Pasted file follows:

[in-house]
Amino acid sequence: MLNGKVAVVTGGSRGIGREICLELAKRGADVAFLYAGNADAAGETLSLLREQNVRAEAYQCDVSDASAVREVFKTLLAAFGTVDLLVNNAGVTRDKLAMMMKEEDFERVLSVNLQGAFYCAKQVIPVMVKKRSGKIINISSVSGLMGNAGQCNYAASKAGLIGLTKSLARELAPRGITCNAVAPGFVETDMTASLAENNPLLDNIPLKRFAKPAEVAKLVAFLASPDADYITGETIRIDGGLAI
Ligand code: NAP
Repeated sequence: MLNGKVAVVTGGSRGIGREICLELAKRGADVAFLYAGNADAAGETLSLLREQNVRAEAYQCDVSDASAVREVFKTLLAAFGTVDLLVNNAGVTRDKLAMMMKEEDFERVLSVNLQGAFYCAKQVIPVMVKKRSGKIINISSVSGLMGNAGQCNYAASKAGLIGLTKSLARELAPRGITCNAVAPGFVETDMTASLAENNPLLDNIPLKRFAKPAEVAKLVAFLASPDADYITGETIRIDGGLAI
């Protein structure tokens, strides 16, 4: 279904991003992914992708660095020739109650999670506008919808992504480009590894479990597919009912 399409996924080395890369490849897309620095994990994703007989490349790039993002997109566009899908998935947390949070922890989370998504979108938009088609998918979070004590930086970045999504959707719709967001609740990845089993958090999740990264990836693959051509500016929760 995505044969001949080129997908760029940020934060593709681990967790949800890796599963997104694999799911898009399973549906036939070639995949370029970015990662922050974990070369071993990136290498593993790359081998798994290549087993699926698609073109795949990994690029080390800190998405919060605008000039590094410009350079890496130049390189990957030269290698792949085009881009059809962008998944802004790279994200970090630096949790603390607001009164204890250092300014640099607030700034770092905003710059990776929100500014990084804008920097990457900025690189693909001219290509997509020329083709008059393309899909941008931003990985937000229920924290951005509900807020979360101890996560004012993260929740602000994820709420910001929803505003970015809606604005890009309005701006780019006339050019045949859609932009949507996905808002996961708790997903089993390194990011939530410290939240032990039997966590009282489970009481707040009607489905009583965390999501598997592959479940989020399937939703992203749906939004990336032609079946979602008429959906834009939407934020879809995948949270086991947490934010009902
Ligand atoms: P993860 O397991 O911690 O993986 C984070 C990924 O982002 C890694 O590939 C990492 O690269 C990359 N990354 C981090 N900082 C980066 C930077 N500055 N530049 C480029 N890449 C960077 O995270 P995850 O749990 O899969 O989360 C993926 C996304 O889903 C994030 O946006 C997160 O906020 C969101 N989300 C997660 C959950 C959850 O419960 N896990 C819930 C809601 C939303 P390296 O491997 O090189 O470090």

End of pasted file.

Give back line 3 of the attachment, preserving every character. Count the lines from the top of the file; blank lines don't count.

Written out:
Ligand code: NAP